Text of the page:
Nearly 90 percent of children with autism are estimated to suffer from sensory abnormalities, often hypersensitivities, to stimuli that a neurotypical individual could ignore. These hypersensitivities can, in principle, be caused by abnormally acute sensory capabilities. However, empirical data contradict this possibility; individuals with autism do not differ systematically from neurotypical controls in their sensory acuity. Pawan Sinha and his colleagues at the Massachusetts Institute of Technology plan to consider an alternative account of hypersensitivities in autism.
Our ability to habituate plays a key role in suppressing sustained stimulation. It follows that reduced habituation would reduce stimulus suppression. Immersion in an unrelentingly salient stimulus would lead to a sense of being overwhelmed. Thus, the aversion to environmental stimuli that individuals with autism exhibit could arise from reduced habituation.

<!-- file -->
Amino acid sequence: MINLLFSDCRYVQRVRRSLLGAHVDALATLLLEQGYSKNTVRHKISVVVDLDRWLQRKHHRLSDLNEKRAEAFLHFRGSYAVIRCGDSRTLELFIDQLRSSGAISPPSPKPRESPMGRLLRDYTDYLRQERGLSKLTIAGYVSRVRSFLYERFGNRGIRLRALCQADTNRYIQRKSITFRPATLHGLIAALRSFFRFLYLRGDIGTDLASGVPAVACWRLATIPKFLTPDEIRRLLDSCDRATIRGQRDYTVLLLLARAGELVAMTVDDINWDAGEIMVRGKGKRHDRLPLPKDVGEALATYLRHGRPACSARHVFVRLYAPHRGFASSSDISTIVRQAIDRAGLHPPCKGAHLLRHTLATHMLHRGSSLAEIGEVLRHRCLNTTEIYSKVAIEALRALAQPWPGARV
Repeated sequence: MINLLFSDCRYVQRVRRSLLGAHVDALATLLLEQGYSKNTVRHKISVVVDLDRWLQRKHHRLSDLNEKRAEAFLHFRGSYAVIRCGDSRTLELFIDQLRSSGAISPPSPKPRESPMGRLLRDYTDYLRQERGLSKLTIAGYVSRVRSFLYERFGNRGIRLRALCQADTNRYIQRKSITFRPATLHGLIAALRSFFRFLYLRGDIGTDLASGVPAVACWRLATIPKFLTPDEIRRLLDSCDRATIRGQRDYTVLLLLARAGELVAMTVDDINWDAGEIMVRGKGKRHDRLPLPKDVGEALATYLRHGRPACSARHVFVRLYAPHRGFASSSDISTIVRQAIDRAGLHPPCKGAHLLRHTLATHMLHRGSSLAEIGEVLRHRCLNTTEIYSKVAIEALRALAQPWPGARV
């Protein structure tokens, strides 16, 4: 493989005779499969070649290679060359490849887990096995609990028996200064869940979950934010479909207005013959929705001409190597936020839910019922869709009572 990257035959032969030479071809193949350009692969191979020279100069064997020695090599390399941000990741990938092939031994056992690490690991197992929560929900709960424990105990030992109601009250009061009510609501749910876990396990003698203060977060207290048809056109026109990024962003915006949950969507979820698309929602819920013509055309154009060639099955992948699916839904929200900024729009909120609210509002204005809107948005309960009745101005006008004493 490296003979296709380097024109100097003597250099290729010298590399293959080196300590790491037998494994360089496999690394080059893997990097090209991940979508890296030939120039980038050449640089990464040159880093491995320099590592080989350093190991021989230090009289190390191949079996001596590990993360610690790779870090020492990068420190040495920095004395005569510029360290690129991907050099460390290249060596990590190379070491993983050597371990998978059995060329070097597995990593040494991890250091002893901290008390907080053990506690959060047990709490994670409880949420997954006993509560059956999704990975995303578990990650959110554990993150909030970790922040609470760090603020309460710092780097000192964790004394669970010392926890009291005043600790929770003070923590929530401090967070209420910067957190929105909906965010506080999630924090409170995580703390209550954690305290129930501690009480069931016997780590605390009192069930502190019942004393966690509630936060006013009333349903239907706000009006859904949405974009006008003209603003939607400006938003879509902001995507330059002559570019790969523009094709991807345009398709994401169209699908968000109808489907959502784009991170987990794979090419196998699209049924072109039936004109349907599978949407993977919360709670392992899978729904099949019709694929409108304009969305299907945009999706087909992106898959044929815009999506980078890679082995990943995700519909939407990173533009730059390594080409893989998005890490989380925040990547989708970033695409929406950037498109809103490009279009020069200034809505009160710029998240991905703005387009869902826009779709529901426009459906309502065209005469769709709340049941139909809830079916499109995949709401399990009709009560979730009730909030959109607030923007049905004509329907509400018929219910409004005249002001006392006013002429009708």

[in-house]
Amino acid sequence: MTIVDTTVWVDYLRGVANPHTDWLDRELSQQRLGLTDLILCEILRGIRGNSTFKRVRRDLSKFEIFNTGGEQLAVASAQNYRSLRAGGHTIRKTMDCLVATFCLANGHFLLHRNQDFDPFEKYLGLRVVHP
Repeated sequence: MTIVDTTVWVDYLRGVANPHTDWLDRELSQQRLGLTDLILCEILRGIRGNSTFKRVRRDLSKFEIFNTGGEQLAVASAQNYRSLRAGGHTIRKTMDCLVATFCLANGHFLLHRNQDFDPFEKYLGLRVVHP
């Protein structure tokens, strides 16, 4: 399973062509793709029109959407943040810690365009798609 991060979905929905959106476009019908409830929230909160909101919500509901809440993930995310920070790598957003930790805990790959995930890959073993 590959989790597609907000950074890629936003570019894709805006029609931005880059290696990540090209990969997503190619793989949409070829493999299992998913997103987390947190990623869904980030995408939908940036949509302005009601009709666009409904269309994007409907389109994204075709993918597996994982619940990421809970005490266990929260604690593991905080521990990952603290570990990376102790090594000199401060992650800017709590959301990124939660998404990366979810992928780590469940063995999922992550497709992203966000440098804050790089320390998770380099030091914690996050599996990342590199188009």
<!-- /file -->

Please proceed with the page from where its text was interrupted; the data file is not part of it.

Sinha and his group propose to undertake experiments to rigorously test the hypothesis that autism is associated with reduced habituation. Their findings could have a significant impact on our understanding of a prominent aspect of the autism phenotype, and could also inform the design of novel kinds of early diagnostic tests.